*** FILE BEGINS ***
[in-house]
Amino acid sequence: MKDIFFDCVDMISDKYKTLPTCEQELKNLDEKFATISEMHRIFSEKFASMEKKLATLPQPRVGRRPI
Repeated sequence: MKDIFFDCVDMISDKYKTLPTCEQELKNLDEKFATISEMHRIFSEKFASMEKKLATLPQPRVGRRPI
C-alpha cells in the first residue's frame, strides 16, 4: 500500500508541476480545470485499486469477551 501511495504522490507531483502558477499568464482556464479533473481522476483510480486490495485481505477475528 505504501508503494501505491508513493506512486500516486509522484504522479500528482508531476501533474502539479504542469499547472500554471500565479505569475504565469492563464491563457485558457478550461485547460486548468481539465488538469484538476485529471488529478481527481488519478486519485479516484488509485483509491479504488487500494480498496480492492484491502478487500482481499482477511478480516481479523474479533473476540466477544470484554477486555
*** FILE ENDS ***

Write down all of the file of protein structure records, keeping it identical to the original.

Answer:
[in-house]
Amino acid sequence: MKDIFFDCVDMISDKYKTLPTCEQELKNLDEKFATISEMHRIFSEKFASMEKKLATLPQPRVGRRPI
Repeated sequence: MKDIFFDCVDMISDKYKTLPTCEQELKNLDEKFATISEMHRIFSEKFASMEKKLATLPQPRVGRRPI
C-alpha cells in the first residue's frame, strides 16, 4: 500500500508541476480545470485499486469477551 501511495504522490507531483502558477499568464482556464479533473481522476483510480486490495485481505477475528 505504501508503494501505491508513493506512486500516486509522484504522479500528482508531476501533474502539479504542469499547472500554471500565479505569475504565469492563464491563457485558457478550461485547460486548468481539465488538469484538476485529471488529478481527481488519478486519485479516484488509485483509491479504488487500494480498496480492492484491502478487500482481499482477511478480516481479523474479533473476540466477544470484554477486555